The effects of raw-meat diets on the gastrointestinal microbiota of the cat and dog: a review

N Z Vet J. 2022 Jan;70(1):1-9. doi: 10.1080/00480169.2021.1975586. Epub 2021 Sep 19.


The aim of this review is to summarise the available literature on the effects of consuming raw, red meat diets on the gastrointestinal microbiome of the cat and dog. In recent years, feeding raw meat diets to cats and dogs has increased, in part associated with trends in human nutrition for "natural" and "species-appropriate" diets. These diets range from home-prepared unprocessed, nutritionally incomplete diets to complete and balanced diets with sterilisation steps in their manufacturing process. Feeding some formats of raw meat diets has been associated with nutritional inadequacies and zoonotic transfer of pathogens. The feeding of raw meat diets has been shown to alter the gastrointestinal microbiome of the cat and dog, increasing the relative abundances of bacteria associated with protein and fat utilisation, including members of the genera Fusobacterium and Clostridium. While in humans, these genera are more commonly known for members that are associated with disease, they are a diverse group that also contains harmless commensals that are a normal component of the gastrointestinal microbiota. Moreover, members of these genera are known to produce butyrate from protein and amino acid fermentation and contribute to intestinal homeostasis in raw meat-fed dogs and cats. Currently, only a limited number of studies have examined the impacts of raw meat diets on the cat and dog microbiota, with many of these being descriptive. Additional controlled and systems-based studies are required to functionally characterise the roles of key microbial groups in the metabolism of raw meat diets, and determine their impacts on the health and nutrition of the host.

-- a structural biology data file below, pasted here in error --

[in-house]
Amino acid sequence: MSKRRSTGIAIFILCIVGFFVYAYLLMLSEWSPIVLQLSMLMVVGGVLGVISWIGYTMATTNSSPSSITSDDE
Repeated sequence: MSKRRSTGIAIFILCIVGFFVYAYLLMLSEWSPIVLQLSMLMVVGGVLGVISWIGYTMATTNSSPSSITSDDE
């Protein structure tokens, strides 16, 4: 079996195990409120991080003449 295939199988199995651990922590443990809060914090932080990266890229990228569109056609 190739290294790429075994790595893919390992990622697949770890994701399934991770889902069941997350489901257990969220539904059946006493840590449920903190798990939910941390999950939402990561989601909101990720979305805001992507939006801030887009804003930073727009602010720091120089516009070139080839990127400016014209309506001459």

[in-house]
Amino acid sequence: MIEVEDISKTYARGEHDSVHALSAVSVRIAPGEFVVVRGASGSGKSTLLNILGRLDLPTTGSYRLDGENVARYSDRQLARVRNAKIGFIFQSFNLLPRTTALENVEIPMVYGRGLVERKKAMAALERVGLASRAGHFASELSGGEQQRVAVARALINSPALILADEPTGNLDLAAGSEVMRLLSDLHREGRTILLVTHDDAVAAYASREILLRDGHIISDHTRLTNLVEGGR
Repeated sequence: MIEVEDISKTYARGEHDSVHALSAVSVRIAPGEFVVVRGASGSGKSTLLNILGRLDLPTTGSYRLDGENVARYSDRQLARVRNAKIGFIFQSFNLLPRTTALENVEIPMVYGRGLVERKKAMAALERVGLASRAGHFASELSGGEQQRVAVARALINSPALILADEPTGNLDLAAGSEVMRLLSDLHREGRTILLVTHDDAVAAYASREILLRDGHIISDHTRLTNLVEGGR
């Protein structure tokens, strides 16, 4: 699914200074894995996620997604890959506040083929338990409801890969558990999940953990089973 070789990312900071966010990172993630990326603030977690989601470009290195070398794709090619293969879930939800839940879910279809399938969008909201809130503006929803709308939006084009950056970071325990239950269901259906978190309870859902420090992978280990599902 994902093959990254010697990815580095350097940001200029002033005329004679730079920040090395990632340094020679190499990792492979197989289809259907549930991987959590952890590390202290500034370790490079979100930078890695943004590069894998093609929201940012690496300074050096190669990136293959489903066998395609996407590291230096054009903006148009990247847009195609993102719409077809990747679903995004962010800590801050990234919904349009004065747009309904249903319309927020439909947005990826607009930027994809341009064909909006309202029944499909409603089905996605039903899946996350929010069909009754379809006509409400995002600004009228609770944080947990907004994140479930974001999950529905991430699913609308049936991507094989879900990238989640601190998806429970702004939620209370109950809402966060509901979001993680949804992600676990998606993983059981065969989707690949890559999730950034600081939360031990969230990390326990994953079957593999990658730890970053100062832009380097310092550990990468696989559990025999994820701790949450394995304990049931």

Keywords: Faecal microbiota; bone and raw food diets; faecal diversity; raw meat; zoonotic transfer.

Publication types

  • Review

MeSH terms

  • Animal Feed
  • Animals
  • Cat Diseases*
  • Cats
  • Diet / veterinary
  • Dog Diseases*
  • Dogs
  • Gastrointestinal Microbiome*
  • Meat